With less intention, Brown also began to explore the commercial side of the business. “We got into commercial real estate by accident,” she says. “I started working with banks on their REO properties, and quickly worked my way through their residential and commercial properties, which led to meetings with commercial investors and business owners. It’s been a successful venture for us.”

By successful, Brown means commercial real estate will make up about 35 percent of their business in 2015. To offer the best possible service to these clients, Brown is well on the way to earning the Certified Commercial Investment Member (CCIM) designation.

While success was sweet for Chattanooga Property Shop, the amount of business Patty and Brown were doing was overwhelming. But instead of cutting back, they decided to grow the team. Their first hire: marketing specialist Tanya Swann, who took over the job of keeping their listings in front of buyers online.

“That was a scary hire for us,” Patty says. “It was a full-time, salaried position.”

“But Tanya is brilliant,” Brown adds. “She understands the online world.”

Brown and Patty continued to layer in people from there, including Patty’s daughter, Carmen, a buyer’s agent, inside sales assistant Robin Crump, and another buyers agent, Amy Schulman.

Each one has a specific role on the team. Carmen, for example, concentrates on millennials. “She’s good with them,” Brown says. “She’s one of them, so she relates to them.”

Crump is responsible for lead generation, which eventually will involve making cold calls. For now, she’s using the team’s data management system to make sure its agents are returning phone calls and answering questions. “We’re  large enough now we need someone to keep track of those things,” Patty says. “We don’t want to drop any balls.”

Patty and Brown knew to stop growing their team when they’d achieved a comfortable balance between work and family. “When we started down this path, we didn’t expect to grow this big,” Patty says. “But the market is strong, so we’re going with it, but not at the expense of having a life.”

“We love the careers we started, and we want to continue to build them,” Brown says. “But they’re an avenue to a life worth living.”

For Patty, a life worth living includes traveling, which she enjoys doing with her two adult children. For Brown, it consist of spending time on the farm in Ringgold on which she grew up, and on which she, her husband, and their two children live.

“They live on a compound,” Patty says, laughing.

The farm is a welcome retreat for Brown, who entered the cosmetics industry after Proffitt’s purchased Loveman’s in 1988. Her work eventually took her to Charlotte, N.C., and then her roots drew her back to the Chattanooga area. Once home, Brown launched an advertising and marketing firm, which she ran for 12 years. Then one day, she said, “Why not real estate?”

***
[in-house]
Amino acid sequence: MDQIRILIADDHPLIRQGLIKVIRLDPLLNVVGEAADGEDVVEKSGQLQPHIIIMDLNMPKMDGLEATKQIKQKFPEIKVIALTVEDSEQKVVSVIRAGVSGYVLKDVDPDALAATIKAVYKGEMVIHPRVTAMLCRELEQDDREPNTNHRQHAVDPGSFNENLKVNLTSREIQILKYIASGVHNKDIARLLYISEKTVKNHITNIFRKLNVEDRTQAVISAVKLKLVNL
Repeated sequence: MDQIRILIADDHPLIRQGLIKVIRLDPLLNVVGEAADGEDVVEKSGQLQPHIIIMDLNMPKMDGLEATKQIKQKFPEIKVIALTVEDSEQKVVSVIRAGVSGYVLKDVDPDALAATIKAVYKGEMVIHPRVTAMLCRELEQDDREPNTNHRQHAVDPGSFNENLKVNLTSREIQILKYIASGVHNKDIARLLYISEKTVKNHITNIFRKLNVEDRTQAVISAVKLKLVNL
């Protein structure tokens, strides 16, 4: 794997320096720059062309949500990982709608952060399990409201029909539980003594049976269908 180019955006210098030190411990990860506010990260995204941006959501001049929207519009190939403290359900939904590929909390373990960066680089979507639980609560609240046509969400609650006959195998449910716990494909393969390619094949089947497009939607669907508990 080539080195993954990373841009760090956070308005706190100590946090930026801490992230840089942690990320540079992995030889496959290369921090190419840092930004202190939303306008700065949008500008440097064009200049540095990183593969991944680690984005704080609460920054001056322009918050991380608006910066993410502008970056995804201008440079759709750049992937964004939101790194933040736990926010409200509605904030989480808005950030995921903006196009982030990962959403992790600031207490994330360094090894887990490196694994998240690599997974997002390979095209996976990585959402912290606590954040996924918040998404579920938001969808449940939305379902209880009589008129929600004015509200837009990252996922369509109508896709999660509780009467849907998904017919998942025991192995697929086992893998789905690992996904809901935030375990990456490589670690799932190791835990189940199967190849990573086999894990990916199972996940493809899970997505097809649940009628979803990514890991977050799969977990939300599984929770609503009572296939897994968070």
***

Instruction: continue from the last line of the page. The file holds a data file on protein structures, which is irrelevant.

Patty and Brown also believe a life worth living includes giving back to the community in which they live. To that end, Patty works with the Jordan Thomas Foundation, and has volunteered with the MaryEllen Locher Foundation. Brown, a graduate of the University of Tennessee at Chattanooga, serves on the school’s alumni board. In addition, they are both on the Agent Leadership Council at Keller Williams. Through the council’s culture committee, they help with the company’s efforts to raise funds for Chambliss Center for Children.

Most days, however, consist of serving clients and nurturing the team that began six years ago with Patty making a hard right turn in life. Although Patty and Brown didn’t set out to build a team of women, they do believe the all-female approach has its advantages.

“Buying or selling a home is a stressful, emotional time,” Brown says. “We have the ability to do the job and be the calm in the middle of the storm.”

“We thought we were getting into real estate, but we were getting into therapy,” Patty, a reservoir of comic wit, says.

Brown laughs, but then says people are hiring them for their strengths as women. “They come to us for our understanding, our attention to detail, and our passion,” she says.

People are also hiring the ladies of Chattanooga Property Shop for their vigor, Patty says. “The energy level is insane. It’s madness with all of those women in one office, but also a lot of fun,” she says.

While Patty and Brown are open to one day hiring outside their gender, their team is currently in perfect accord with the amount of business they’re doing, and they wish to keep it that way. Further growth will come as the market warrants. For now, they simply hope to inspire other women to turn their skills and passions into successful businesses.

“We built a strong foundation, and as a result, have achieved great success,” Patty says.

“And we see only bigger and better things in the years ahead,” Brown adds.

Convention wisdom suggests they’re right.